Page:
“When I was little I would think of ways to kill my daddy.”
With that opening sentence we are introduced to the eleven-year-old heroine of Ellen Foster, a stunning novel by Kaye Gibbons. Ellen Foster tells her own story, with an honesty, a perceptivity, and quite unselfconscious heroism. Her mother dies. She stays with her father until it becomes too dangerous. She lives with a teacher, a grandmother who blames her for her father’s marriage, then with an aunt. At the close she discovers a home where at last she is wanted and loved.
Ellen Foster takes things as they come. She judges people shrewdly and well. Her ties with her black friend Starletta are beautifully revealed. Her own courage, her humor, and her wisdom are unforgettable. Kaye Gibbons’ first novel is one to be read over and over. The little girl’s absence of self-pity, her determination, and her gratitude to those who help her, make her a heroine who lives beyond the printed page. She takes a place in our hearts.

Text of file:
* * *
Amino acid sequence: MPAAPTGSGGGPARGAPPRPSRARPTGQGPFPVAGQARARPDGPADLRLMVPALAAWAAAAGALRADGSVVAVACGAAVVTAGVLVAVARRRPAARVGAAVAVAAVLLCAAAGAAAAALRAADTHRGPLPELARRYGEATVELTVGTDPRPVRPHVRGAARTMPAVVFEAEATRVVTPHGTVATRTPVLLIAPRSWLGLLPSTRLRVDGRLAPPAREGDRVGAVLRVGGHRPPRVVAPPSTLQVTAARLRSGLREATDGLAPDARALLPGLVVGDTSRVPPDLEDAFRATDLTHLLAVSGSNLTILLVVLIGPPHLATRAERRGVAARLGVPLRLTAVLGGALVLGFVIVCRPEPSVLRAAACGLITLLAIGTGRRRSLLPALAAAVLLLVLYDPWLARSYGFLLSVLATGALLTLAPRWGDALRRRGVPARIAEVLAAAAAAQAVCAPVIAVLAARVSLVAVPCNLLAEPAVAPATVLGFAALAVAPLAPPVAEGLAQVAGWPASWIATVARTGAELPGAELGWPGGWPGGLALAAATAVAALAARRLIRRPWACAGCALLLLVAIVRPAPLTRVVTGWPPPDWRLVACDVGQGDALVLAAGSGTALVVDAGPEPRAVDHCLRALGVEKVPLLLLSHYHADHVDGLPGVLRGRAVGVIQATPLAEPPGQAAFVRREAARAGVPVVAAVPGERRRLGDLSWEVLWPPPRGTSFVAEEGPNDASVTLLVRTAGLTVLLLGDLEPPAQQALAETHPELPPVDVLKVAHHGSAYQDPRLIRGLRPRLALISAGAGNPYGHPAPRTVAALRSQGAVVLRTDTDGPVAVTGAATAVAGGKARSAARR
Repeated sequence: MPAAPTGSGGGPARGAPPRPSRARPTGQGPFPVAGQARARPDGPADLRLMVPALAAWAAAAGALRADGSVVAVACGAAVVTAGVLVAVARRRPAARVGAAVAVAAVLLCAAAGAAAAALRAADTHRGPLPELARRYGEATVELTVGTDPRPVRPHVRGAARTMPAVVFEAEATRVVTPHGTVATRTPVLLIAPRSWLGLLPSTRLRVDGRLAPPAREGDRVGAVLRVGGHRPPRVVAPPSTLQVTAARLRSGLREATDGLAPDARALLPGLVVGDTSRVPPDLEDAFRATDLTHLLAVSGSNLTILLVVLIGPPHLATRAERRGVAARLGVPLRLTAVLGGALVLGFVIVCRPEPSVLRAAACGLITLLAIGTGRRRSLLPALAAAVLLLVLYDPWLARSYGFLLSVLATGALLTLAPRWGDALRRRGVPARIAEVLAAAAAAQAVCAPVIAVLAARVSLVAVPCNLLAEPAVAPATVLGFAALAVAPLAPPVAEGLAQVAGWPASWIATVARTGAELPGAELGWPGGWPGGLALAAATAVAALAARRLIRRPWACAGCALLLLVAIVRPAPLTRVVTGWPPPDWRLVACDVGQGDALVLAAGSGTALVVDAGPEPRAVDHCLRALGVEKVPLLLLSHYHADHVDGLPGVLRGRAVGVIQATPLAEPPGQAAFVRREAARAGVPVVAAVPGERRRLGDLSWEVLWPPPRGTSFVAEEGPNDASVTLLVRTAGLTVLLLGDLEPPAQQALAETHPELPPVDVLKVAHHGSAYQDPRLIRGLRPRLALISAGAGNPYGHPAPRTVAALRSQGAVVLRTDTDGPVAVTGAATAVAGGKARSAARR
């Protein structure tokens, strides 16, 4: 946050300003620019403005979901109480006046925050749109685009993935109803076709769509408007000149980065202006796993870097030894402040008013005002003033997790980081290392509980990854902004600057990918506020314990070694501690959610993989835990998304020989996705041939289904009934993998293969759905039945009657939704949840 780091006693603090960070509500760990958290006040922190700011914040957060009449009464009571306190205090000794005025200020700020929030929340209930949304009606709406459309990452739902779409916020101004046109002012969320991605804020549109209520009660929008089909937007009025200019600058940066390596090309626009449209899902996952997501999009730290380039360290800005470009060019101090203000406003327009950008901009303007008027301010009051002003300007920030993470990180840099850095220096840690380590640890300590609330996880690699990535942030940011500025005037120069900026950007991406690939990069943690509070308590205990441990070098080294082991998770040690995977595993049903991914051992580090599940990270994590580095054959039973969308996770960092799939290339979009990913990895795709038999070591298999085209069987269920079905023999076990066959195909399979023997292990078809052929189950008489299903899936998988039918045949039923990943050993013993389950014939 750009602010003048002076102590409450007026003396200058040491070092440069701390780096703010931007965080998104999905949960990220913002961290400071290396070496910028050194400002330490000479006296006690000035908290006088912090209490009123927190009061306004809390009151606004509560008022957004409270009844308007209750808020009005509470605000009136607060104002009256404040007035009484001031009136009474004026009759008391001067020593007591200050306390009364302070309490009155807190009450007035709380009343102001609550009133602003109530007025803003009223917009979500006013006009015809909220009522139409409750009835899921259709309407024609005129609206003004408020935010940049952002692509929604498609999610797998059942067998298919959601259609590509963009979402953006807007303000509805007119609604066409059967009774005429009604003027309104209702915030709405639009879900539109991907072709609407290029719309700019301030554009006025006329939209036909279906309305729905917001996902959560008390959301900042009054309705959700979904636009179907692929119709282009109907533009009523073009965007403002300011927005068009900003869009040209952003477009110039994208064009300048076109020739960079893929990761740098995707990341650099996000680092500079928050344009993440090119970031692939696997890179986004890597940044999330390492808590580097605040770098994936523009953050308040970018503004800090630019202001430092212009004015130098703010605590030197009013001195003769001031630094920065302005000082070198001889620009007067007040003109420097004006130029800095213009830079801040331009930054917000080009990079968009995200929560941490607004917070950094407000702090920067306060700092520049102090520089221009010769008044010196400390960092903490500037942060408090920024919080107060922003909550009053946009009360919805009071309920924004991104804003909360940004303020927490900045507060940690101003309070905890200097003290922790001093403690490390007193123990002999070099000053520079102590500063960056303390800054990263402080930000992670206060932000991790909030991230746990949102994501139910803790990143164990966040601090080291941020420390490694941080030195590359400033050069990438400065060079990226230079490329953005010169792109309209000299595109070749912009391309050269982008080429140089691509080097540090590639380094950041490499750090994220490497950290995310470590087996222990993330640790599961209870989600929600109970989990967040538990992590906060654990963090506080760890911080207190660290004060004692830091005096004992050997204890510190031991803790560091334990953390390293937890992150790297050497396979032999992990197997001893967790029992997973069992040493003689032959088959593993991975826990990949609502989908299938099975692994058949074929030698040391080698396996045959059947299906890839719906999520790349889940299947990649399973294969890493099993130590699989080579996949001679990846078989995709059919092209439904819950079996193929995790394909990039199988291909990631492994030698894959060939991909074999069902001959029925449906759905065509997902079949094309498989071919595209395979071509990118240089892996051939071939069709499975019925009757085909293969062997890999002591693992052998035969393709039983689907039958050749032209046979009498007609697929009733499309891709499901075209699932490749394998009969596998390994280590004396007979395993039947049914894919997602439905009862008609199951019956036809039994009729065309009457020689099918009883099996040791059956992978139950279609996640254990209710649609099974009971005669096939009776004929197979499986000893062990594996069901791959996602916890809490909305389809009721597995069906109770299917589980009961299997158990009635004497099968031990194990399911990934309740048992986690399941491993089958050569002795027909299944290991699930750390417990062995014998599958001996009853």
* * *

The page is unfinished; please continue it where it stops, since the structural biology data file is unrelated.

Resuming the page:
You will love Ellen Foster: Once you read it, it will be unforgettable.
Winner of the American Academy of Arts and Letters’ Sue Kaufman Prize for First Fiction and of the Ernest Hemingway Foundation’s Citation for Fiction
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